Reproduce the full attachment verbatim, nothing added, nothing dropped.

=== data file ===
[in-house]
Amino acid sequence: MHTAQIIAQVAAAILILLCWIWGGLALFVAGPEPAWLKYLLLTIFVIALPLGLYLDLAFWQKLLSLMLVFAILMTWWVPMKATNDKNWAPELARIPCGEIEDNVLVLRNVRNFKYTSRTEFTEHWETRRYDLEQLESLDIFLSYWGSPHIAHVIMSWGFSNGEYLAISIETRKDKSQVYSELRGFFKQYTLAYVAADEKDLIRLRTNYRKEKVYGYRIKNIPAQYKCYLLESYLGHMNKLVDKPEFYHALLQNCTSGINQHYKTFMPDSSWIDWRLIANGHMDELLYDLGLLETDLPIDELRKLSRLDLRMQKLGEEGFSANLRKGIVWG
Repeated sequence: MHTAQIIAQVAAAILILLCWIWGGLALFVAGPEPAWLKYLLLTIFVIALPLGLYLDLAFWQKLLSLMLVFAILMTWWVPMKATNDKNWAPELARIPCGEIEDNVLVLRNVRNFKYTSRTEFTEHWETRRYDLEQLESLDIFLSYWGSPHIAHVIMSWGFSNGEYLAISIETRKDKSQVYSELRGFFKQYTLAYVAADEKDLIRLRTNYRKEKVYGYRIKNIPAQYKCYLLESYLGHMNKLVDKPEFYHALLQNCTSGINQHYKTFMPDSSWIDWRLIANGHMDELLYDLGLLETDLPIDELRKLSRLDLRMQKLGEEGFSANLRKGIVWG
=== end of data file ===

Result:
[in-house]
Amino acid sequence: MHTAQIIAQVAAAILILLCWIWGGLALFVAGPEPAWLKYLLLTIFVIALPLGLYLDLAFWQKLLSLMLVFAILMTWWVPMKATNDKNWAPELARIPCGEIEDNVLVLRNVRNFKYTSRTEFTEHWETRRYDLEQLESLDIFLSYWGSPHIAHVIMSWGFSNGEYLAISIETRKDKSQVYSELRGFFKQYTLAYVAADEKDLIRLRTNYRKEKVYGYRIKNIPAQYKCYLLESYLGHMNKLVDKPEFYHALLQNCTSGINQHYKTFMPDSSWIDWRLIANGHMDELLYDLGLLETDLPIDELRKLSRLDLRMQKLGEEGFSANLRKGIVWG
Repeated sequence: MHTAQIIAQVAAAILILLCWIWGGLALFVAGPEPAWLKYLLLTIFVIALPLGLYLDLAFWQKLLSLMLVFAILMTWWVPMKATNDKNWAPELARIPCGEIEDNVLVLRNVRNFKYTSRTEFTEHWETRRYDLEQLESLDIFLSYWGSPHIAHVIMSWGFSNGEYLAISIETRKDKSQVYSELRGFFKQYTLAYVAADEKDLIRLRTNYRKEKVYGYRIKNIPAQYKCYLLESYLGHMNKLVDKPEFYHALLQNCTSGINQHYKTFMPDSSWIDWRLIANGHMDELLYDLGLLETDLPIDELRKLSRLDLRMQKLGEEGFSANLRKGIVWG